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Treasury Inversion Is Not About the U.S., It Is About the Whole World

Anchalee Worrachate and Liz Capo McCormick
Treasury Inversion Is Not About the U.S., It Is About the Whole World

(Bloomberg) -- The U.S. yield curve is flirting with another broad-based inversion, reigniting Wall Street fears over the fate of the American economy.

A growing chorus of voices is being swayed by another notion: the signal might say more about the state of the world than the U.S. business cycle.

Treasuries now make up more than half of the world’s haven assets, double the share they accounted for during the global financial crisis, according to Eurizon SLJ Capital. That complicates matters when the spread between long- and short-term yields inverts: what used to be a reliable American recession indicator is instead an barometer of investors diving for cover worldwide.

It’s a narrative that makes a lot of sense as the threat from the coronavirus continues to grow, and it revives the frantic debate from last year about how much predictive power the yield curve actually has left.

“In a grab for safety and duration, everyone is going for U.S. Treasuries,” said Gregory Faranello, the head of U.S. rates at AmeriVet Securities in New York. “The yield curve inversion is a signal now of global growth issues, and not really reflecting what is going on in the U.S.”

After a respite early last week, the curve is once again flattening, with the spread between yields on three-month and 10-year Treasuries inverting once more on Monday. This followed an earlier inversion starting Jan. 30 that was caused by growing angst about the coronavirus and an equity sell-off.

Pessimistic View

Bond yields typically rise alongside the maturity of debt because they provide compensation for the effects of inflation. If yields on a 10-year note are lower than those on a three-month bill, it suggests investors have a pessimistic view of growth and inflation a decade from now.

Global hunger for U.S. bonds helps explain American exceptionalism in growth, currency markets and stocks, according to Stephen Jen, chief executive officer at Eurizon SLJ.

He predicts that by 2022, U.S. government debt will account for two-thirds of the world’s pool of haven bonds thanks to large issuance and quantitative easing by other central banks. His calculations are based on the outstanding amount of government debt in the U.S., Japan, and the three largest European economies, subtracting the portion that is owned by central banks.

“The U.S. might, perversely, thrive because of troubles elsewhere,” Jen said. “When U.S. Treasury yields fall due to shocks outside of the U.S. that may or may not have an impact on the U.S. economy, it often provides added stimulus.”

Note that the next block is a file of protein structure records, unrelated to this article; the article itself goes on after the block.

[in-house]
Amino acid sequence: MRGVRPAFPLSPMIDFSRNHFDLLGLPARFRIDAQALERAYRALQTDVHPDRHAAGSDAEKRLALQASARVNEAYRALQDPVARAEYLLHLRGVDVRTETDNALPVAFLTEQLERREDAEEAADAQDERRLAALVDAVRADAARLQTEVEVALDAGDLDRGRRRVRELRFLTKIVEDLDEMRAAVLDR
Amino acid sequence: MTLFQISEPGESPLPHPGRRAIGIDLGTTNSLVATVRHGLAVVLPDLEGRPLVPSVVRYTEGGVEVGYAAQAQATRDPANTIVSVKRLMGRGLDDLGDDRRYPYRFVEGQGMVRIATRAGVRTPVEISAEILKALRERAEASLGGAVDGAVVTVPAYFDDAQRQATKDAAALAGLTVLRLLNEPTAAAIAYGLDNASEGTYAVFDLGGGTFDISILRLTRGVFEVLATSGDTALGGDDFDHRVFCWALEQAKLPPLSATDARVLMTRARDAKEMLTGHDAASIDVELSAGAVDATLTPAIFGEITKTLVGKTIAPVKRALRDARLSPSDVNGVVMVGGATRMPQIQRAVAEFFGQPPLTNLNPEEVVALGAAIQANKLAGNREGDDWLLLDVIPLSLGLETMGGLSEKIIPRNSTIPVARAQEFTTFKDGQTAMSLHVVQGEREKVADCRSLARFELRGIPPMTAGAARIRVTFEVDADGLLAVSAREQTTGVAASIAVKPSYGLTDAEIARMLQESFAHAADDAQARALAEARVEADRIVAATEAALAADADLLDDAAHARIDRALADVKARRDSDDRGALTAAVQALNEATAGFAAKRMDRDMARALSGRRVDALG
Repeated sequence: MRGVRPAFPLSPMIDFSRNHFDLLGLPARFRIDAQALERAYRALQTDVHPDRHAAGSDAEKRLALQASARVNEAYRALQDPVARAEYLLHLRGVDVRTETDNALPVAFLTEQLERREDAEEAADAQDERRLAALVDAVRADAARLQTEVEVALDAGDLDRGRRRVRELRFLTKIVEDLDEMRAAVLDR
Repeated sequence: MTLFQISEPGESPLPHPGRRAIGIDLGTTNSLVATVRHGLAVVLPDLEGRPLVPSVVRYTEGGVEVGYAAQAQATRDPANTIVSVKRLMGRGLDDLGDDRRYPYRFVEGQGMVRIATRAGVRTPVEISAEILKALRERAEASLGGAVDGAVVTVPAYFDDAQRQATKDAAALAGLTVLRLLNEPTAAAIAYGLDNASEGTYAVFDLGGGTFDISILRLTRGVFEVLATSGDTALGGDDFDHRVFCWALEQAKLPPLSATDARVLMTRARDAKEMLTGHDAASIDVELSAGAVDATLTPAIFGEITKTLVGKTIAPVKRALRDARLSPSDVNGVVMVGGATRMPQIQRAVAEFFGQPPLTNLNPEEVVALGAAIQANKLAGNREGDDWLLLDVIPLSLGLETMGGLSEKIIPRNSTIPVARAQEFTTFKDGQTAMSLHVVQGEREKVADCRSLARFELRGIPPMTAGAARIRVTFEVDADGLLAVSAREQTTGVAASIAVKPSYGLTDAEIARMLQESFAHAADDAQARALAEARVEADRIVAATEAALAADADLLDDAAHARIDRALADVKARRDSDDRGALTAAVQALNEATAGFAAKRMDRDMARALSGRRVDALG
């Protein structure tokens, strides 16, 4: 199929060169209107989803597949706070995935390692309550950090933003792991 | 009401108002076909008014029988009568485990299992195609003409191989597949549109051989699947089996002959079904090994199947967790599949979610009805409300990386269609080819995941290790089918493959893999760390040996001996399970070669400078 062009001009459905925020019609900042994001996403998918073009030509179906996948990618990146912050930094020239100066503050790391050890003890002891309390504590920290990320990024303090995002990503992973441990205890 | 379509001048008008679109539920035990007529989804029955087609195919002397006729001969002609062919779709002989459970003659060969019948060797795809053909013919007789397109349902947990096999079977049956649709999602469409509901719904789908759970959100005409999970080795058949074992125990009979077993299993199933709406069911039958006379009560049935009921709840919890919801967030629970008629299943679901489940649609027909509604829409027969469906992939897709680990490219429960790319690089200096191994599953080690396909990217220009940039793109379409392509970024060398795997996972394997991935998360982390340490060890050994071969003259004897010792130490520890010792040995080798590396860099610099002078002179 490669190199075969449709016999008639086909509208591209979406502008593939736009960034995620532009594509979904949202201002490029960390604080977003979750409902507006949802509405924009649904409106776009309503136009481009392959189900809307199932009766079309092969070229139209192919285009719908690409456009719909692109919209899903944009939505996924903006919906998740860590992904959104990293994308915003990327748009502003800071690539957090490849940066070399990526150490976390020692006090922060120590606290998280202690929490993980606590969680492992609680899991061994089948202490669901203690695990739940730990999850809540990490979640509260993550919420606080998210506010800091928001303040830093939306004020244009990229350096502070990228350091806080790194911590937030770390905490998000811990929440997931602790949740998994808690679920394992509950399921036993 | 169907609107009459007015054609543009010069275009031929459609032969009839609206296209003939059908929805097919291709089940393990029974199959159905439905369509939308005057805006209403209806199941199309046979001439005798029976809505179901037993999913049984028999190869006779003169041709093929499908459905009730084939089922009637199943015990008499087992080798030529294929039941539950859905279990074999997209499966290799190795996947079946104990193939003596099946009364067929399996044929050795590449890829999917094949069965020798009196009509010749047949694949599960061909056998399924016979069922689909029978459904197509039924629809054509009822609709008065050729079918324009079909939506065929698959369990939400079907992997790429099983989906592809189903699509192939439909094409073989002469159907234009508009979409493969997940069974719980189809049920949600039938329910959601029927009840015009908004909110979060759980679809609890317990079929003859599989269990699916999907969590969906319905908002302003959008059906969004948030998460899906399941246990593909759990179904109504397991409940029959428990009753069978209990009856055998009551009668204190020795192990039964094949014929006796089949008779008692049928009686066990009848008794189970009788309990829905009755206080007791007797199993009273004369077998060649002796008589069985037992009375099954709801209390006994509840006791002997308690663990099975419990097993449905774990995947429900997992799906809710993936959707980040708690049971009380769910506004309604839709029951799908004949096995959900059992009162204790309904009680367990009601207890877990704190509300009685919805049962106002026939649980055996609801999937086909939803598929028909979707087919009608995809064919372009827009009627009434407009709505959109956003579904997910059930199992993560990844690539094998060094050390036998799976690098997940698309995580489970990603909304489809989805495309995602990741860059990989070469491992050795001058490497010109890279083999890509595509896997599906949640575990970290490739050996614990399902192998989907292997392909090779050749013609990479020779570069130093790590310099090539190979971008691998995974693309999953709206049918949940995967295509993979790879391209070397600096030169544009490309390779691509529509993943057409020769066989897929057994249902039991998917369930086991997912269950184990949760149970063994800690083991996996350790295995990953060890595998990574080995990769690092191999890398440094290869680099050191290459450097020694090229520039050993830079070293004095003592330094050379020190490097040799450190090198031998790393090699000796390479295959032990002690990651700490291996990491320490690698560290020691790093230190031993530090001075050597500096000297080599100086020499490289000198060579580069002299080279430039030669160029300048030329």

It’s a view Federal Reserve officials are playing close attention to as global risks from the virus mount. In an interview with Bloomberg TV, Fed Vice Chairman Richard Clarida played down the inversion and said the negative spread is “really driven not so much by an outlook for the U.S. economy, but globally.” When there’s uncertainty money flows to America, he said, so current yield moves don’t reflect the U.S. outlook.

Campbell Harvey is credited with drawing the link between the slope of the yield curve and economic growth. The professor at Duke University’s Fuqua School of Business says corporate America is much more attuned to the yield curve signal and will take preventative action.

“CFOs and CEOs are more aware and aren’t likely to take on the risk of just ignoring it,” Harvey said. “They are being a little more cautious now.”

Prior Inversions

The gap between the yield on three-month and 10-year Treasuries slipped to as low as about minus six basis points on Jan. 31. The spread -- which has inverted before each of the past seven U.S. recessions -- had initially fallen below zero in March 2019 as economic conditions deteriorated at the height of the U.S.-China trade war. The difference between two- and 10-year yields, which was negative as recently as September, remains above that mark at roughly 17 basis points.

On Wall Street, strategists at JPMorgan Chase & Co. still see plenty of reason to fret the slope of the curve. Their favorite indicator -- and a part of the curve that remains inverted -- is the gap between two-year forward and one-year forward rates, which can shed light on the bond market’s expectations of what the Fed will do.

In this case, it shows a “rising probability of a more protracted Fed rate cut cycle extending to 2021,” said Nikolaos Panigirtzoglou, a strategist at the investment bank.

Read more: The Yield Curve Is Inverted! Remind Me Why I Care

For now, there aren’t many other alarm bells in an American economy with unemployment rates near 50-year lows and the longest stretch without a recession since World War II. Even so, economists forecast that GDP growth will slow to 1.8% compared with 2.3% in 2019, and it’s too early to determine whether the coronavirus outbreak in China will significantly affect the U.S. economy.

“We’re seeing overall risk appetite being driven on global growth,” said Edward Moya, a senior market analyst at Oanda Corp. in New York. “If we continue to see a risk-off scenario, you’re going to see Treasuries remain the key investment for all investors around the world.”

--With assistance from David Westin and Vivien Lou Chen.

To contact the reporters on this story: Anchalee Worrachate in London at aworrachate@bloomberg.net;Liz Capo McCormick in New York at emccormick7@bloomberg.net

To contact the editors responsible for this story: Sam Potter at spotter33@bloomberg.net, Cecile Gutscher, Sid Verma

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